The teens are so chaotic accidentally cause their probation officer’s death. Their crass adventures also involve plenty of humor, particularly from one character who's disgruntled and jealous because he hasn’t figured out what his powers are. Overall, Misfits is about a group of average young adults who just happen to have special abilities -- with all the drama that entails.

3 Gotham (2014-2019)

Gotham is set in Gotham City -- but without Batman, making it palatable to fans of all genres. It’s more of a procedural because Gotham City detective (and future Commissioner) James Gordon is its protagonist. While many members of Batman's rogues' gallery appear, most of them are treated like criminal masterminds instead of larger than life supervillains, with the show focused on telling the story of the city rather than its future hero.

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None of the baddies ever manage to become global threats like they do in the Batman comics. Even without having a Caped Crusader to help, Gordon is able to do his best to protect Gotham. And while Bruce Wayne appears, he's much younger in the series and only takes significant strides toward becoming Batman as the series nears its end.

2 Jessica Jones (2015-2019)

Jessica Jones’ titular protagonist isn’t interested in using her powers. She behaves more like the troubled person from a prestige TV drama: drinking excessively, overworking herself after taking up a career as a private investigator and failing to manage her money. Her story would be just as compelling if it focused on her as a person, and her being a reluctant hero just adds another layer.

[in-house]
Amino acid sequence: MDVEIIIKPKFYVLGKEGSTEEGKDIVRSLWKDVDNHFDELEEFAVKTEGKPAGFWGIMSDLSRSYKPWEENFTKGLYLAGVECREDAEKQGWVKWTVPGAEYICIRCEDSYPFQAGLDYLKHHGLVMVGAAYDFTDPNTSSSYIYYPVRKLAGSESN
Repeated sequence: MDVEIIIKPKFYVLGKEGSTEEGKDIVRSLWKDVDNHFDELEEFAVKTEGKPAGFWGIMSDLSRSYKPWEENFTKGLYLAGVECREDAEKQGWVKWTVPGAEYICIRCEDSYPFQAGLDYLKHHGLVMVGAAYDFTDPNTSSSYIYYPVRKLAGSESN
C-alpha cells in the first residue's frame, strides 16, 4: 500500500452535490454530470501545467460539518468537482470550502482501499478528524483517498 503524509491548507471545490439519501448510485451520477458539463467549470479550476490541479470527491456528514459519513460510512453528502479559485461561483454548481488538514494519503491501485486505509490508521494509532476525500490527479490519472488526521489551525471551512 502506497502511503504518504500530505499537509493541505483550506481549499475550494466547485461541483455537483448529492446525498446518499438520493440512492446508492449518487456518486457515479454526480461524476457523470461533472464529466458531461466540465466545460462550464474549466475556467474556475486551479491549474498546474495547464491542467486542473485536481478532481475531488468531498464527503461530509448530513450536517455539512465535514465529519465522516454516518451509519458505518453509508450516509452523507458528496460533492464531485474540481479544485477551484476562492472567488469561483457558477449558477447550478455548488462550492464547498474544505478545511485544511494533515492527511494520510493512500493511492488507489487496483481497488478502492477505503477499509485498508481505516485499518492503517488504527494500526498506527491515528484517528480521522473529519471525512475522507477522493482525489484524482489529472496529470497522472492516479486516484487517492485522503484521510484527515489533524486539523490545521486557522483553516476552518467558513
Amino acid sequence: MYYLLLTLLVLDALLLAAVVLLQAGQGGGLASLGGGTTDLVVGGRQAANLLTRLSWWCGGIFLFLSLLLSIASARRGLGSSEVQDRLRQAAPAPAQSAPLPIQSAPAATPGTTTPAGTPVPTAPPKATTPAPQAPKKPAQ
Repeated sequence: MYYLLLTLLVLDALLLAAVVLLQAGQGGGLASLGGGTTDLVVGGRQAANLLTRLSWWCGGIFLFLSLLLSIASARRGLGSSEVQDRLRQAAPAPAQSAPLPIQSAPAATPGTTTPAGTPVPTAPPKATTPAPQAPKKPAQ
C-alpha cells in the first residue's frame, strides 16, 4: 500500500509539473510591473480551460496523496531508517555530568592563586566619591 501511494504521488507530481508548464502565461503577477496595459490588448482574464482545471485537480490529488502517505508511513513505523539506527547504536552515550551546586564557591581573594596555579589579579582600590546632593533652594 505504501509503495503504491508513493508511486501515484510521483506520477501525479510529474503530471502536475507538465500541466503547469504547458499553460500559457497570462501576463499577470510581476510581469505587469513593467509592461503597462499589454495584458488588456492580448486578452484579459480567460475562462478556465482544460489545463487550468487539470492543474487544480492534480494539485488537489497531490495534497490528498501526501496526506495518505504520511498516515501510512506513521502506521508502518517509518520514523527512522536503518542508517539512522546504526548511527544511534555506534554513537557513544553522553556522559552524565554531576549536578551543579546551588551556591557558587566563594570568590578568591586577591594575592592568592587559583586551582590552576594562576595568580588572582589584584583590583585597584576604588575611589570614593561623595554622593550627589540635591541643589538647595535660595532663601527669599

As some form of respite, Jessica is granted a romantic relationship that would easily fit into any other drama series. She dates Luke Cage -- another hero who isn't always heroic -- and the two share many sweet moments. And Jessica solves ordinary cases that many of the most loved TV detectives could have handled. While she does battle supervillains, there's enough other plot in the show to keep both fans and non-fans watching.

1 The Boys (2019-Present)

The Boys heavily dives into themes of capitalism, corruption and consumerism. It centers around a group of superheroes who are adored by American citizens -- but are marketed by Vought International, which highly profits from them. They may appear to be heroes, but in this crass and violent series, they're anything but.

What makes The Boys the best show for those that hate superheroes is that it questions how normal people would behave if they had powers. Anyone who gained Superman’s abilities might not be flying around saving the world; they could be condescending and tyrannical like Homelander. The Prime Video series is the exact opposite of a superhero TV show -- and then goes several steps further over the proverbial line.